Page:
What Is a Futures Market?
A futures market is an auction market in which participants buy and sell commodity and futures contracts for delivery on a specified future date. Examples of futures markets are the New York Mercantile Exchange, the Kansas City Board of Trade, the Chicago Mercantile Exchange, the Chicago Board Options Exchange and the Minneapolis Grain Exchange.
Originally, such trading was carried on through open yelling and hand signals in a trading pit, though in the 21st century, like most other markets, futures exchanges are mostly electronic.
The Basics of a Futures Market
In order to understand fully what a futures market is, it’s important to understand the basics of futures contracts, the assets traded in these markets.
Futures contracts are made in an attempt by producers and suppliers of commodities to avoid market volatility. These producers and suppliers negotiate contracts with an investor who agrees to take on both the risk and reward of a volatile market.
Futures markets or futures exchanges are where these financial products are bought and sold for delivery at some agreed-upon date in the future with a price fixed at the time of the deal. Futures markets are for more than simply agricultural contracts, and now involve the buying, selling and hedging of financial products and future values of interest rates.
Futures contracts can be made or "created" as long as open interest is increased, unlike other securities that are issued. The size of futures markets (which usually increase when the stock market outlook is uncertain) is larger than that of commodity markets, and are a key part of the financial system.
- A futures market is a listed auction market in which participants buy and sell commodity and other futures contracts for delivery on a specified future date.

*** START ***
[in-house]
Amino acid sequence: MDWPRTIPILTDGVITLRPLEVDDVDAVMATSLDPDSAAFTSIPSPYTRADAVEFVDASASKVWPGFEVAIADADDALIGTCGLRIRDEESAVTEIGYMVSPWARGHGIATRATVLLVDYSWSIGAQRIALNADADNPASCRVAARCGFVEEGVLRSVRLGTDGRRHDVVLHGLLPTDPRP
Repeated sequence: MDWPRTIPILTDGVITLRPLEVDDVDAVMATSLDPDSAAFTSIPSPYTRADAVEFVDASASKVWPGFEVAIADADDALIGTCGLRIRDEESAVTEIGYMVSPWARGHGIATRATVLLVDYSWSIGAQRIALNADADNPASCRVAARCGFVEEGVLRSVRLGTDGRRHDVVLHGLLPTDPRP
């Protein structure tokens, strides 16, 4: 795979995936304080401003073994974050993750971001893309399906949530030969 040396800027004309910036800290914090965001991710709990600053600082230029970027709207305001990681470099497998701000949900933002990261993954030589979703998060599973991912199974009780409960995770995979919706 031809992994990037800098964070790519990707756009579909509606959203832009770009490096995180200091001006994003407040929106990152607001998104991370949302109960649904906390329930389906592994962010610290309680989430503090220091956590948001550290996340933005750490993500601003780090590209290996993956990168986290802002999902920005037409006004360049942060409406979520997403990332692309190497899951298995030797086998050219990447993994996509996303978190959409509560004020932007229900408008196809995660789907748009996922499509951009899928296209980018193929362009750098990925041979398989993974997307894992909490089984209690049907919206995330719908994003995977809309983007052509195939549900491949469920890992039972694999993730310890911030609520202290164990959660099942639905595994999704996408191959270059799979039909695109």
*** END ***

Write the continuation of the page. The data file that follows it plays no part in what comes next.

- In the U.S. futures markets are largely regulated by the commodities futures clearing commission (CFTC).
- Today, the majority of trading of futures markets occurs electronically.
Major Futures Markets
Large futures markets run their own clearinghouses, where they can both make revenue from the trading itself and from the processing of trades after the fact. Some of the biggest futures markets that operate their own clearing houses include the Chicago Mercantile Exchange, the ICE, and Eurex. Other markets like CBOE and LIFFE have outside clearinghouses (Options Clearing Corporation and LCH.Clearnet, respectively) settle trades.
Most all futures markets are registered with the Commodity Futures Trading Commission (CFTC), the main U.S. body in charge of regulation of futures markets. Exchanges are usually regulated by the nations regulatory body in the country in which they are based.
Futures market exchanges earn revenue from actual futures trading and the processing of trades, as well as charging traders and firms membership or access fees to do business.
Futures Market Example
For instance, if a coffee farm sells green coffee beans at $4 per pound to a roaster, and the roaster sells that roasted pound at $10 per pound and both are making a profit at that price, they’ll want to keep those costs at a fixed rate. The investor agrees that if the price for coffee goes below a set rate, the investor agrees to pay the difference to the coffee farmer.
If the price of coffee goes higher than a certain price, the investor gets to keep profits. For the roaster, if the price of green coffee goes above an agreed rate, the investor pays the difference and the roaster gets the coffee at a predictable rate. If the price of green coffee is lower than an agreed-upon rate, the roaster pays the same price and the investor gets the profit.